Are you a manager, or hoping to become one? Ever feel nervous that someone’s going to notice that you’re shooting from the hip and figuring it out as you go? Feeling lost or unprepared to help others succeed?
If so, you’re not alone. Julie Zhuo felt the same way when she was flung into management at age 25 because her skills as a top product designer were noticed. After years of trial and error, she became Silicon Valley’s go-to gal for management. For the rest of us who aren’t in The Valley, she authored The Making Of A Manager: What To Do When Everyone Looks To You.
Why? Because managing is hard and boils down to people, who are complex and multifaceted. And, because remarkable things progress via teams, so managers aren’t going away any time soon.
I sat down with Zhuo to get some actionable takeaways for all my managers out there:
The true definition of a manager
First, it’s important to get on the same page about who and what a manager truly is.
Zhuo believes, “A great manager, quite simply, is someone who gets great outcomes from her team. It doesn’t mean she has to be excellent at everything herself, but rather that she builds a capable team and enables them to do their best work in service of the team’s goals. Great managers believe that people can do more together than alone, and that their job is to be a multiplier for their team, which means playing whatever role is most critical at any given time to helping the team be successful — whether recruiter, coach, office housekeeper, operator, visionary — even if it’s unglamorous or hard.”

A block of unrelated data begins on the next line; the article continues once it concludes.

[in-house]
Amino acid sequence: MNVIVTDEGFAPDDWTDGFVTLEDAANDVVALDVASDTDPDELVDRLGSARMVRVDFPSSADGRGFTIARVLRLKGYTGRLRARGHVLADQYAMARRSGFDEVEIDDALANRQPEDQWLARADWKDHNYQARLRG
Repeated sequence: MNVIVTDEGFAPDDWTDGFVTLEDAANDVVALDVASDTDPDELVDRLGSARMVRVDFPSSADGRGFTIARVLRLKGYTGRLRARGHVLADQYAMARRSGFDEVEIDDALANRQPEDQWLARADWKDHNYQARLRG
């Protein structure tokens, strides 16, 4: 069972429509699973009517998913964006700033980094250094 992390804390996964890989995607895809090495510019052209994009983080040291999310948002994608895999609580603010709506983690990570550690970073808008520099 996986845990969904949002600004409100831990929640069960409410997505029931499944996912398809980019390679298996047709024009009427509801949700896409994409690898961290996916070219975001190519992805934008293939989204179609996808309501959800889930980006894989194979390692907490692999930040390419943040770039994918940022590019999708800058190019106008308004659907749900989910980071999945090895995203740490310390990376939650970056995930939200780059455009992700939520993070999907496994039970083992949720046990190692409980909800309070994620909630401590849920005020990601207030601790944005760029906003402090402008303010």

Managers are made, not born
You might be like Zhuo and be thrust into a position of management, or perhaps you started your own company and grew your team, suddenly becoming a manager. Don’t fret if you’ve never dreamed of being, or been trained to be a manager.
“The ability to manage is not something that’s bestowed upon you at birth. It’s a journey of everyday improvement, because you’re constantly being put into situations that you’ve…